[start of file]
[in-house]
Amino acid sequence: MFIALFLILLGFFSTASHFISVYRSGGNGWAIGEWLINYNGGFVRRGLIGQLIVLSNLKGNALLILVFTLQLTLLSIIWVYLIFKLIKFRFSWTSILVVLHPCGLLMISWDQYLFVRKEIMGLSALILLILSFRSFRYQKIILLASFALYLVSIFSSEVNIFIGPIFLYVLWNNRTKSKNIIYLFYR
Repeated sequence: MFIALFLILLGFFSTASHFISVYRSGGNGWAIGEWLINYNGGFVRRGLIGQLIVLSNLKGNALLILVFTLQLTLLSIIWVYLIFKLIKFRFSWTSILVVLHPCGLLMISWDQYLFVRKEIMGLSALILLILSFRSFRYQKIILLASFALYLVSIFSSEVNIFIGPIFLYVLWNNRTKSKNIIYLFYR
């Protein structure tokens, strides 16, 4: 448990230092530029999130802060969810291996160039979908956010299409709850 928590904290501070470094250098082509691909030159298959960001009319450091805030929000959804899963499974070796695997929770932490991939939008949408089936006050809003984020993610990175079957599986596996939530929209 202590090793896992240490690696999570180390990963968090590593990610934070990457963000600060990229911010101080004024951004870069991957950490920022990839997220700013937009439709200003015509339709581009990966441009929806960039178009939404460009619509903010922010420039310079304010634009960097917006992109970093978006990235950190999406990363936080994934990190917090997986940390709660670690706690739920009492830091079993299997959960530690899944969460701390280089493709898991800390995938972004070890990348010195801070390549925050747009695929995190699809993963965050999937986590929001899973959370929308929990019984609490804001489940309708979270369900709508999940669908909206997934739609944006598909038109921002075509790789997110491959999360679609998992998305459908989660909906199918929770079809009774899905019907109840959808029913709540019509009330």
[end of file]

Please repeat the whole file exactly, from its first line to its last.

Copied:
[in-house]
Amino acid sequence: MFIALFLILLGFFSTASHFISVYRSGGNGWAIGEWLINYNGGFVRRGLIGQLIVLSNLKGNALLILVFTLQLTLLSIIWVYLIFKLIKFRFSWTSILVVLHPCGLLMISWDQYLFVRKEIMGLSALILLILSFRSFRYQKIILLASFALYLVSIFSSEVNIFIGPIFLYVLWNNRTKSKNIIYLFYR
Repeated sequence: MFIALFLILLGFFSTASHFISVYRSGGNGWAIGEWLINYNGGFVRRGLIGQLIVLSNLKGNALLILVFTLQLTLLSIIWVYLIFKLIKFRFSWTSILVVLHPCGLLMISWDQYLFVRKEIMGLSALILLILSFRSFRYQKIILLASFALYLVSIFSSEVNIFIGPIFLYVLWNNRTKSKNIIYLFYR
């Protein structure tokens, strides 16, 4: 448990230092530029999130802060969810291996160039979908956010299409709850 928590904290501070470094250098082509691909030159298959960001009319450091805030929000959804899963499974070796695997929770932490991939939008949408089936006050809003984020993610990175079957599986596996939530929209 202590090793896992240490690696999570180390990963968090590593990610934070990457963000600060990229911010101080004024951004870069991957950490920022990839997220700013937009439709200003015509339709581009990966441009929806960039178009939404460009619509903010922010420039310079304010634009960097917006992109970093978006990235950190999406990363936080994934990190917090997986940390709660670690706690739920009492830091079993299997959960530690899944969460701390280089493709898991800390995938972004070890990348010195801070390549925050747009695929995190699809993963965050999937986590929001899973959370929308929990019984609490804001489940309708979270369900709508999940669908909206997934739609944006598909038109921002075509790789997110491959999360679609998992998305459908989660909906199918929770079809009774899905019907109840959808029913709540019509009330």